Dreyer and colleagues[51,52,53] (Dreyer NA, Loughlin JE, Rothman KJ. Cause-specific mortality in cellular telephone users. 1999. manuscript in preparation.) completed the largest cohort study to date of analog cellular phone users and found an increase in the rate of brain cancer mortality in hand-held phone users (near field exposures) as compared with car phone users with the antenna on the rear window (far field exposures). The rate of brain cancer death was more than 3 times greater in the hand-held phone group compared with the far field control group; however, since the total number of persons in this group was small and the follow-up period was short (1 year), the difference was not statistically significant.
A study by Muscat and colleagues addressing primary brain cancer is suggestive of a potential risk. This case-control study accrued newly diagnosed cases from 5 hospitals across the United States and was designed to look at both duration and frequency of cellular phone usage. When all primary brain cancer cases and controls were included in the analysis, there was no evidence of increased risk of primary brain cancer associated with cellular phone use history. However, the majority of the brain cancers included in the study were outside of the 2- to 3-inch exposure pattern generally accepted as the depth of RFR penetration from a wireless phone. A histopathologic subtype analysis segregating neuro-epithelial tumors likely in range of the RFR exposure revealed a statistically significant increase in risk associated with cellular phone use. Further, those patients who reported using their phone on the right side of their head had a significant increase in tumors on that side of the head. This finding of laterality was consistent with the observations of Hardell who, in a case control study conducted in Sweden, observed that tumors were more frequently found on the side of the head where the phone was used.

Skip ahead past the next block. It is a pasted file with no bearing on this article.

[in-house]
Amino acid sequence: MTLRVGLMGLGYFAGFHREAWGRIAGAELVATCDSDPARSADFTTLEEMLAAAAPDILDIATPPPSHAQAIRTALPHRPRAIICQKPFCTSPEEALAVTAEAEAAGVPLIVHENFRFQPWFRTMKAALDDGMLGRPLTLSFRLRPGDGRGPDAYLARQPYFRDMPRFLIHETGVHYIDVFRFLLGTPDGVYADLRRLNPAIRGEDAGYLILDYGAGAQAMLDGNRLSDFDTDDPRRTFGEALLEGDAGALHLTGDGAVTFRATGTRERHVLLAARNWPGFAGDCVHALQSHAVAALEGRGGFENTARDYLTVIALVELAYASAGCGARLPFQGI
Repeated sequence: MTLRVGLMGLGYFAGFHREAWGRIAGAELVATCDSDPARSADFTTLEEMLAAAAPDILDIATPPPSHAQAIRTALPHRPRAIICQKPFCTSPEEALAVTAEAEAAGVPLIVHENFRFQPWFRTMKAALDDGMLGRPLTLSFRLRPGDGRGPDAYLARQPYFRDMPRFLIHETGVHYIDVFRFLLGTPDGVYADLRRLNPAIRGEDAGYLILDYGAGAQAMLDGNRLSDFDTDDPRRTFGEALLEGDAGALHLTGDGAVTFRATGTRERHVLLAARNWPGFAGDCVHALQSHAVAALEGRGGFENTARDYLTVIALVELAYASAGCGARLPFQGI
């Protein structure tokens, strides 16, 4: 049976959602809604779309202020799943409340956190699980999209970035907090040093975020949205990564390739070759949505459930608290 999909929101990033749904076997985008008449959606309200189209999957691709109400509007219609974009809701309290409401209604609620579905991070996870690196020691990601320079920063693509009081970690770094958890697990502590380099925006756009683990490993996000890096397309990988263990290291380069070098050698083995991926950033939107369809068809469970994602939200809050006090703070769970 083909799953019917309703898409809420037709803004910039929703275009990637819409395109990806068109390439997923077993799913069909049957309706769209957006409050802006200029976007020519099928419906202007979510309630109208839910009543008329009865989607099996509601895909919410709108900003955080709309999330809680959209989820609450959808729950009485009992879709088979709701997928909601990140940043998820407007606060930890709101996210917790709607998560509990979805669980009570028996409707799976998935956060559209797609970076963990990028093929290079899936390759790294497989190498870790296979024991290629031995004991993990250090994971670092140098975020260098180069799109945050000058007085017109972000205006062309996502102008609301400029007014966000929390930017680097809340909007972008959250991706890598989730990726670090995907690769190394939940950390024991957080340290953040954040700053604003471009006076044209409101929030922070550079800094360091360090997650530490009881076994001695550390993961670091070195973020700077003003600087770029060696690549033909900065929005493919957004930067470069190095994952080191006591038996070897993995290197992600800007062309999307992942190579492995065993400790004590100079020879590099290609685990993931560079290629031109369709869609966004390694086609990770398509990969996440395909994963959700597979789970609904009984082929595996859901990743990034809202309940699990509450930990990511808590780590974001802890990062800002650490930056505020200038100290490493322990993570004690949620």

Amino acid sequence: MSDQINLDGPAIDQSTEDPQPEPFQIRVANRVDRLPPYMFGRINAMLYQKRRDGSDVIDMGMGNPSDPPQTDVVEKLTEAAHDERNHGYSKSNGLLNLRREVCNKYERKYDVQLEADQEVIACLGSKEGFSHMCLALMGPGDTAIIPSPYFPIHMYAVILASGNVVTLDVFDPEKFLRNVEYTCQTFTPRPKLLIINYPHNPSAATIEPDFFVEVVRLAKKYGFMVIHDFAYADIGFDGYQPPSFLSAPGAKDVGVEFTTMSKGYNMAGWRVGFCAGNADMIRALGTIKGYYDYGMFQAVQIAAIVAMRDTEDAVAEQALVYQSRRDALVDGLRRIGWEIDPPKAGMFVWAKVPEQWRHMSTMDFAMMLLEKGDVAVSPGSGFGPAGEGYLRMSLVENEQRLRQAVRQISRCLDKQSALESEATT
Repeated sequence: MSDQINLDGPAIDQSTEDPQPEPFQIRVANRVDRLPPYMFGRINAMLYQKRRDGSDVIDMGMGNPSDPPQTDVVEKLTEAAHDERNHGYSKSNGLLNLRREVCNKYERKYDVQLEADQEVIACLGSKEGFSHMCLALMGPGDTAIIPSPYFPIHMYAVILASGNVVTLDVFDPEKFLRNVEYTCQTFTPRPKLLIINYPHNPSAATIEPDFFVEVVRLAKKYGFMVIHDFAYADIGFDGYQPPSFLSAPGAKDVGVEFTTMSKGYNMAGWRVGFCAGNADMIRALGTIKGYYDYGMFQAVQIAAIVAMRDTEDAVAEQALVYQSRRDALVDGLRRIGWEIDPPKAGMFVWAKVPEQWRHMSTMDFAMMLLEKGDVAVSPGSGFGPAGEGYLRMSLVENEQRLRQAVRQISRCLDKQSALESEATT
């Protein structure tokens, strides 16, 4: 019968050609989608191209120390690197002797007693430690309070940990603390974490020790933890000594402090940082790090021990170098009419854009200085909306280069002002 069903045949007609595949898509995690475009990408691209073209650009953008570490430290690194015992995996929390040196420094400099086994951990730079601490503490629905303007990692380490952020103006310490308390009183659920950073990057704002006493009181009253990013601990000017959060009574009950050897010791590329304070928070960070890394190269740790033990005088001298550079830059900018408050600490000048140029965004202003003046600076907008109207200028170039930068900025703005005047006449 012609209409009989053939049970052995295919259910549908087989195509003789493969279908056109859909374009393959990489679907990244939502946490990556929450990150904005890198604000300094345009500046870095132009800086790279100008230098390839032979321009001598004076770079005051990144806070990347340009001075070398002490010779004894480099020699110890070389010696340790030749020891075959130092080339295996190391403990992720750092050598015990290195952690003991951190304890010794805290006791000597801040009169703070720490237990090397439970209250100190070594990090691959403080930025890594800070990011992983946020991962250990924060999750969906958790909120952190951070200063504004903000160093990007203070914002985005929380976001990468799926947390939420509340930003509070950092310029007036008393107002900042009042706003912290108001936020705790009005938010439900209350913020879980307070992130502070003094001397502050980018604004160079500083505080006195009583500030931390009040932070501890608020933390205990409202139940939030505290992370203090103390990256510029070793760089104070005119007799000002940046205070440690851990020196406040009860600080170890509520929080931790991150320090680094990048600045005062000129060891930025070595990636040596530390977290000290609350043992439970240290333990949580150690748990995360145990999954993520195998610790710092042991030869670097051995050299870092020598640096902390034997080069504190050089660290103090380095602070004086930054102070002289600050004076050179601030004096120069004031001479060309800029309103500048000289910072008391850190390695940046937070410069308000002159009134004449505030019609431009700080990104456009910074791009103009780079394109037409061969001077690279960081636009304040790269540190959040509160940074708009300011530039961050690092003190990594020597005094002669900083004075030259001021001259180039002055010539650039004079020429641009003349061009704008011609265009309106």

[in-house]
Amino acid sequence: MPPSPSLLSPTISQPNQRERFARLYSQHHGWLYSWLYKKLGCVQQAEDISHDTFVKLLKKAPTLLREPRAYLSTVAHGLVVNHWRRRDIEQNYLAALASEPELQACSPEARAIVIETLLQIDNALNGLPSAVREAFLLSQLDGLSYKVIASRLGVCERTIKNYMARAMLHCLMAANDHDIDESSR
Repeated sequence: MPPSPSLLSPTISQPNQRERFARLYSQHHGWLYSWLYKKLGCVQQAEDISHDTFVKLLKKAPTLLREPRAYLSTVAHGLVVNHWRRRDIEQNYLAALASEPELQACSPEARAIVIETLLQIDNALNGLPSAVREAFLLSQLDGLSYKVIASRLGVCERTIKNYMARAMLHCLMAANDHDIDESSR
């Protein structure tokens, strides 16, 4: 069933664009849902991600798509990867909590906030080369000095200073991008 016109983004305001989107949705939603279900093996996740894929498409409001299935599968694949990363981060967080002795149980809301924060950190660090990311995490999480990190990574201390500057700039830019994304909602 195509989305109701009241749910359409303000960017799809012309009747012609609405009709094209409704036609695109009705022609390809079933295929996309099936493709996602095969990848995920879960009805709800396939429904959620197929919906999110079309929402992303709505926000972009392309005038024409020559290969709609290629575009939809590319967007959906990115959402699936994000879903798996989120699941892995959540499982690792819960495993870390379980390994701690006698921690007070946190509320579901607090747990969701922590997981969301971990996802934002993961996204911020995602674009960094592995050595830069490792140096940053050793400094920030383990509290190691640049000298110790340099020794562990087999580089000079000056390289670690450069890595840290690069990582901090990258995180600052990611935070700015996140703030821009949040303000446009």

The study by Muscat and coworkers was able to control for factors that may affect cell phone use, such as age and socioeconomic status (SES). Differences in age were accounted for by using age-matched controls, and SES was controlled for in the statistical models by controlling for education.
Currently, the necessary consumer protection and scientific follow-up derivative of the work completed to date is not in place. This lack of clarity in the science is greatly emphasized as a result of the explosion in wireless technology usage across the globe. Recent advertising trends by the wireless industry targeting children, including wireless phones adorned with pictures of Disney characters such as Mickey and Minnie Mouse, are of special concern.[56,57,58] Recent work by Gandhi at the University of Utah shows that penetration of RFR into the heads of children is greater than in adults. Growing mitotic cells in children could be at higher risk for functional genetic damage such as that found in the WTR studies of exposure to RFR.
The first step in empowering physicians to help their patients who are concerned is communicating the current state of knowledge regarding these potential health impacts, as uncertain as they are. Because there are interventions available to minimize exposure to RFR from the wireless phone antenna, patients can then have choices with respect to minimizing their exposure.[60,61]